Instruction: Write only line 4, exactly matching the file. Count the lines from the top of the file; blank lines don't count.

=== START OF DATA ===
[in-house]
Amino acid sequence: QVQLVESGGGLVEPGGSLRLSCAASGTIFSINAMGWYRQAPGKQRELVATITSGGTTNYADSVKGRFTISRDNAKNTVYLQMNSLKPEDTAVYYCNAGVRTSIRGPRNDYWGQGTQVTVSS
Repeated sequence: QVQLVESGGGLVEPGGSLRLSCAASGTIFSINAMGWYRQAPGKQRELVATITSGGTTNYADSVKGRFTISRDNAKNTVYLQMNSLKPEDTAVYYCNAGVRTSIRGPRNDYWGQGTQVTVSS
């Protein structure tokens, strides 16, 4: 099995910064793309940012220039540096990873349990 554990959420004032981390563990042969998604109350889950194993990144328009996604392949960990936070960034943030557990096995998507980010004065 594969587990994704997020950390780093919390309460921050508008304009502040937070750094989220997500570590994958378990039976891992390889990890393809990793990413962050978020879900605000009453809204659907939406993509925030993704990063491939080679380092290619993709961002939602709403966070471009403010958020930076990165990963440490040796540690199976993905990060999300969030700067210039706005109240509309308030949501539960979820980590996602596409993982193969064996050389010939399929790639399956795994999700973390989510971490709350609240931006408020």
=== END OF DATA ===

């Protein structure tokens, strides 16, 4: 099995910064793309940012220039540096990873349990 554990959420004032981390563990042969998604109350889950194993990144328009996604392949960990936070960034943030557990096995998507980010004065 594969587990994704997020950390780093919390309460921050508008304009502040937070750094989220997500570590994958378990039976891992390889990890393809990793990413962050978020879900605000009453809204659907939406993509925030993704990063491939080679380092290619993709961002939602709403966070471009403010958020930076990165990963440490040796540690199976993905990060999300969030700067210039706005109240509309308030949501539960979820980590996602596409993982193969064996050389010939399929790639399956795994999700973390989510971490709350609240931006408020």